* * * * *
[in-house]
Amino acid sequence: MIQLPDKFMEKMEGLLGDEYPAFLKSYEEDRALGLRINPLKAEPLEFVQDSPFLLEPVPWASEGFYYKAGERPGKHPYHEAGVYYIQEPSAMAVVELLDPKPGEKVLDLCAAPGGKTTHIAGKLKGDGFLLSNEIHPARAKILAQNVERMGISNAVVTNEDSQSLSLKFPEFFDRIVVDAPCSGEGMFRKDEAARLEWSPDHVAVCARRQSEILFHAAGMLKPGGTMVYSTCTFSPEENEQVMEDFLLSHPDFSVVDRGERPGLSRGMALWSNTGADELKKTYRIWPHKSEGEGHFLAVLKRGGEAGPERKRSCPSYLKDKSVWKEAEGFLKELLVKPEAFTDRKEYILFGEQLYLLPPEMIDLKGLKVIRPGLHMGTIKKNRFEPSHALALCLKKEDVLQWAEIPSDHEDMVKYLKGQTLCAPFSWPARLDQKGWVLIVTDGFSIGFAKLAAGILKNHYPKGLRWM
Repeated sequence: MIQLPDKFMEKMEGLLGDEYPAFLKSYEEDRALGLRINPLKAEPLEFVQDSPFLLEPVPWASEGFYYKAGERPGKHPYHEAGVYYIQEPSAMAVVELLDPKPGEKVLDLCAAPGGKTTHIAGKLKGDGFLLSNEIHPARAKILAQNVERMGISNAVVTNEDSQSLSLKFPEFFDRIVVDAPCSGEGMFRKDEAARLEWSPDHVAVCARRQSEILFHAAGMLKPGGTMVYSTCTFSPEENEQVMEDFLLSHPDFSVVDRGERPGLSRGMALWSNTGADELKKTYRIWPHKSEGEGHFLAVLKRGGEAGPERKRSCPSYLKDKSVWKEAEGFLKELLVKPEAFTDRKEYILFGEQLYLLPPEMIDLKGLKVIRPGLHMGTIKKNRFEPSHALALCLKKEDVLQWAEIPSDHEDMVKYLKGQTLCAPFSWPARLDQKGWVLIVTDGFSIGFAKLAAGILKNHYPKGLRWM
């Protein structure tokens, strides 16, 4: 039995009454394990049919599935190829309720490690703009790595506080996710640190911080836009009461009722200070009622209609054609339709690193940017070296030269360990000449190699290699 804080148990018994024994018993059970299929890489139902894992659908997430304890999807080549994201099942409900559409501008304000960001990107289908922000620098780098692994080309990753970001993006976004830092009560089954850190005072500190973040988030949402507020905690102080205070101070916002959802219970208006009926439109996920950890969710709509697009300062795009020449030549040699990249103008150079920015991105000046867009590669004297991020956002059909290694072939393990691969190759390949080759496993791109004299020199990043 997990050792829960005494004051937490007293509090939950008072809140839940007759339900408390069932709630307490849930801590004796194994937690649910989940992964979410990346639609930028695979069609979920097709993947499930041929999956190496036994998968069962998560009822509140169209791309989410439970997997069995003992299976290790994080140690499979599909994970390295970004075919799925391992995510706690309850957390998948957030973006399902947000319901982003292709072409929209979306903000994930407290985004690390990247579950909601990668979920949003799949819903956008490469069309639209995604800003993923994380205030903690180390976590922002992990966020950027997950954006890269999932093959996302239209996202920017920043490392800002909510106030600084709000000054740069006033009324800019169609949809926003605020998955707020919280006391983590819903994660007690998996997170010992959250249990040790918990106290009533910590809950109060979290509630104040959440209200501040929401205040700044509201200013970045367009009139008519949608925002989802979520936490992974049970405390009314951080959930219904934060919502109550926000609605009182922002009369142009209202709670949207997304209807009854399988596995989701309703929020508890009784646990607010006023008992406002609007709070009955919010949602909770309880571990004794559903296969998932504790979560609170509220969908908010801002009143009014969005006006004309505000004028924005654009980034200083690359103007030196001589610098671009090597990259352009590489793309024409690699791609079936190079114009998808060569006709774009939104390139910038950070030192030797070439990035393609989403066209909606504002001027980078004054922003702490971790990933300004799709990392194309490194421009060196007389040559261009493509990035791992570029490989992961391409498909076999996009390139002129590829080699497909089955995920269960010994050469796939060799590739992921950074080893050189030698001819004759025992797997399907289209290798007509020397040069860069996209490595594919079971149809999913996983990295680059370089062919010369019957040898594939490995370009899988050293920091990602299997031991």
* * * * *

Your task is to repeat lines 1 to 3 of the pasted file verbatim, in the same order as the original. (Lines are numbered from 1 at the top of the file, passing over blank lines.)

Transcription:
[in-house]
Amino acid sequence: MIQLPDKFMEKMEGLLGDEYPAFLKSYEEDRALGLRINPLKAEPLEFVQDSPFLLEPVPWASEGFYYKAGERPGKHPYHEAGVYYIQEPSAMAVVELLDPKPGEKVLDLCAAPGGKTTHIAGKLKGDGFLLSNEIHPARAKILAQNVERMGISNAVVTNEDSQSLSLKFPEFFDRIVVDAPCSGEGMFRKDEAARLEWSPDHVAVCARRQSEILFHAAGMLKPGGTMVYSTCTFSPEENEQVMEDFLLSHPDFSVVDRGERPGLSRGMALWSNTGADELKKTYRIWPHKSEGEGHFLAVLKRGGEAGPERKRSCPSYLKDKSVWKEAEGFLKELLVKPEAFTDRKEYILFGEQLYLLPPEMIDLKGLKVIRPGLHMGTIKKNRFEPSHALALCLKKEDVLQWAEIPSDHEDMVKYLKGQTLCAPFSWPARLDQKGWVLIVTDGFSIGFAKLAAGILKNHYPKGLRWM
Repeated sequence: MIQLPDKFMEKMEGLLGDEYPAFLKSYEEDRALGLRINPLKAEPLEFVQDSPFLLEPVPWASEGFYYKAGERPGKHPYHEAGVYYIQEPSAMAVVELLDPKPGEKVLDLCAAPGGKTTHIAGKLKGDGFLLSNEIHPARAKILAQNVERMGISNAVVTNEDSQSLSLKFPEFFDRIVVDAPCSGEGMFRKDEAARLEWSPDHVAVCARRQSEILFHAAGMLKPGGTMVYSTCTFSPEENEQVMEDFLLSHPDFSVVDRGERPGLSRGMALWSNTGADELKKTYRIWPHKSEGEGHFLAVLKRGGEAGPERKRSCPSYLKDKSVWKEAEGFLKELLVKPEAFTDRKEYILFGEQLYLLPPEMIDLKGLKVIRPGLHMGTIKKNRFEPSHALALCLKKEDVLQWAEIPSDHEDMVKYLKGQTLCAPFSWPARLDQKGWVLIVTDGFSIGFAKLAAGILKNHYPKGLRWM